If you don’t harm anyone, you’re free to live your life as you please. I believe that freedom of choice and the ability to decide for ourselves what is best for us is what separates civilization from chaos. Even if we do things differently ourselves, we should respect each other’s rational choices. For instance, full disclosure: I want to have a large family of my own, however, I know that having children isn’t the right choice for everyone. I am fine with that. Some others? Not much.

More people are choosing not to have kids than you might think. The r/childfree subreddit is one of the main places online where they discuss topics related to their childfree lifestyle. Some of the best jokes and memes shared on the subreddit might amuse you. If you scroll down, you will find them.

There are many issues that r/childfree touches upon in its day-to-day posts. You can find a huge FAQ about living childfree right here. It is an in-depth read.




I reached out to the r/childfree team and one of them was able to give me an answer to my questions about running the community that existed before the site was founded. You might think that moderating r/childfree is easy. Due to the sensitive nature of the topics discussed there, the moderators have to remove quite a few comments from public view.

 

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We wanted to know how the community is managed. The membership count is staggering. According to u/Raveynfyre, there are some very fine tools that are provided by Reddit to help them get their job done. The mod would have a hard time keeping up with the comments that need to be removed without them. Members of the community help identify problematic comments.

“Comments get identified for removal by user reports, so I have to give our community a shout-out as well. For many reasons, they are why we’re here,” u/Raveynfyre told. “I’d say that daily we get upwards of 20-30 reports which tell us to go review a comment because it might be against the rules. Our community is great at reporting trolls and disrespectful parents to use with the ‘Report’ function in Reddit.”

The mod made it clear that the r/childfree mod doesn’t actually remove anyone’s comments. They hide them from the public. This way, anyone on the mod team, as well as any of the administrators working for Reddit, can review the content and make a final decision about whether it stays or goes.

“If I had to give a percentage, I’d say half of them remain removed,” the mod said, adding that comments can also get removed by the report system if there’s a sizeable volume of reports on them. In short, the system is very efficient at weeding out hate and vitriol.

 

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The team has to deal with trolls on a daily basis and the Moderator was very blunt about it. “We deal with trolls daily. Just yesterday, I had a terrible one who, within the space of an hour, managed to post 44 trolling comments from various threads. Three of his comments had been reported by the community, so I went to his profile and took a deeper look. I’m glad I did because the problem was worse than the automated system was indicating to us,” they opened up about one such instance.

The rules are in place for more than just show. They were polished to reflect the reality of the situation. “We have Rule 4 in place specifically for things like petty BS arguments that often devolve into name-calling and threats of bodily harm and we also have a rule about ‘joking’ or otherwise making light of harming a child and we don’t discriminate in regards to this rule. We often ban active members of the subreddit, due to them not reading or caring about the community rules until it’s too late,” the mod explained that nobody gets special treatment if they misbehave.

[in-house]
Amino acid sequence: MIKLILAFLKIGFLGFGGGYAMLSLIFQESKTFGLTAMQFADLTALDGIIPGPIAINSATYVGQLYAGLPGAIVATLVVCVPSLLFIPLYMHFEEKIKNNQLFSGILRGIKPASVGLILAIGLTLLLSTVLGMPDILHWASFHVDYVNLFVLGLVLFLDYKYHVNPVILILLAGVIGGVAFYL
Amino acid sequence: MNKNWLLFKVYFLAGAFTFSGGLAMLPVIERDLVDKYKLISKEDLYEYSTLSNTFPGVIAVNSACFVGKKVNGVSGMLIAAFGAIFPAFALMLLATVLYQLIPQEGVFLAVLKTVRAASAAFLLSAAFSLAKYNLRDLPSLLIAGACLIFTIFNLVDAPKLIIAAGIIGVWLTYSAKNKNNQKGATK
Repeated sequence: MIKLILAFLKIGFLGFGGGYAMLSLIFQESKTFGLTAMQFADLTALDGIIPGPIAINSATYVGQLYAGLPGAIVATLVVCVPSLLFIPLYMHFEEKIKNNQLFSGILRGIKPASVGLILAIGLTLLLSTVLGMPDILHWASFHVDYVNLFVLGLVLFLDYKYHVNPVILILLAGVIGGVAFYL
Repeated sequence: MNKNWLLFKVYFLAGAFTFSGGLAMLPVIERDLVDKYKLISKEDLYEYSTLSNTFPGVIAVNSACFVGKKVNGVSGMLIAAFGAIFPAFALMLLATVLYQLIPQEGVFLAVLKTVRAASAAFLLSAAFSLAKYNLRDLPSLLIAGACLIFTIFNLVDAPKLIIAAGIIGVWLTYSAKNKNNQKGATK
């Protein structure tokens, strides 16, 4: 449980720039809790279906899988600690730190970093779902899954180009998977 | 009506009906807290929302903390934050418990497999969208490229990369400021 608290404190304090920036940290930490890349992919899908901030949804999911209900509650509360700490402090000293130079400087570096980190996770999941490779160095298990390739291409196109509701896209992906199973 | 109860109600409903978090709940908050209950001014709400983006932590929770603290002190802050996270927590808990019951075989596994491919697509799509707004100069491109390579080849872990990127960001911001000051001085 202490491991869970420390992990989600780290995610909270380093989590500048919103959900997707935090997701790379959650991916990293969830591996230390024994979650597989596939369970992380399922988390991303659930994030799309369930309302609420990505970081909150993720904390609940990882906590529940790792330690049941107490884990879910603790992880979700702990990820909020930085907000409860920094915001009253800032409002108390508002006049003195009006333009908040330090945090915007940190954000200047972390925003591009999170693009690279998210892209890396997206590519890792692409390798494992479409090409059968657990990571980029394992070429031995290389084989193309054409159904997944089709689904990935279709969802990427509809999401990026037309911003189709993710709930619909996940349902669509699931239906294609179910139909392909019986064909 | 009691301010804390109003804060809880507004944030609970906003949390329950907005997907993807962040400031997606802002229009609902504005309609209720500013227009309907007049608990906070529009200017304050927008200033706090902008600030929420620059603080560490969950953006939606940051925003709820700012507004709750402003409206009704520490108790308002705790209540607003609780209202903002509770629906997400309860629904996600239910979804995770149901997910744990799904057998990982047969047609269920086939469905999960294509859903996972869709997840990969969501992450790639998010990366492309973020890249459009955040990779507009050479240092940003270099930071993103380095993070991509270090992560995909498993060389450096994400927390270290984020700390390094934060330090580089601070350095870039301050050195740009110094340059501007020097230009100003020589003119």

“Rule 5 is an instant ban offense, no exceptions. We take this rule very, very seriously. This rule helps set us apart from other subreddits and demonstrates through our actions, that we do not want children to be hurt. Anyone who posts here is subject to that rule. We refuse to let this community be ruined by the lowest common denominators.”

 

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The ‘Childfree’ community is older than many people think. “This community has been around for a very long time, even before Reddit existed. We weren’t heard of or focused on previously, but we were around,” they said that Reddit has given them a platform for talking about their lifestyle.

I was interested in learning more about the FAQ. The mod says that it’s best viewed via desktop because the official app loads up an old version of the sidebar. “The information in the FAQ has been gathered and curated for well over a decade now,” they said. “We add information to it when it’s pertinent, and we actively maintain both a domestic and international CF Friendly Doctor lists, all of which have performed at least 1 sterilization on a member of this community.”

Even though there is a lot of information, not everyone takes the time to read through it. “New members have a difficult time finding our resources due to the redesign Reddit undertook awhile back, as well as the official app linking to old material that has been updated. It’s a rare thing for our readers to even read the rules of the sub, much less the various resources.”

 

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The online group of the r/childfree community draws a line between two definitions. Both childfree and childless. Childfree people don’t have kids because they don’t want them.

Childless people are unable to have children due to various reasons, such as financial pressures or infertility. Being childfree is a measured choice. The reasons differ from person to person. They might be financial, ecological, emotional, anything in-between, or something completely different and personal.

 

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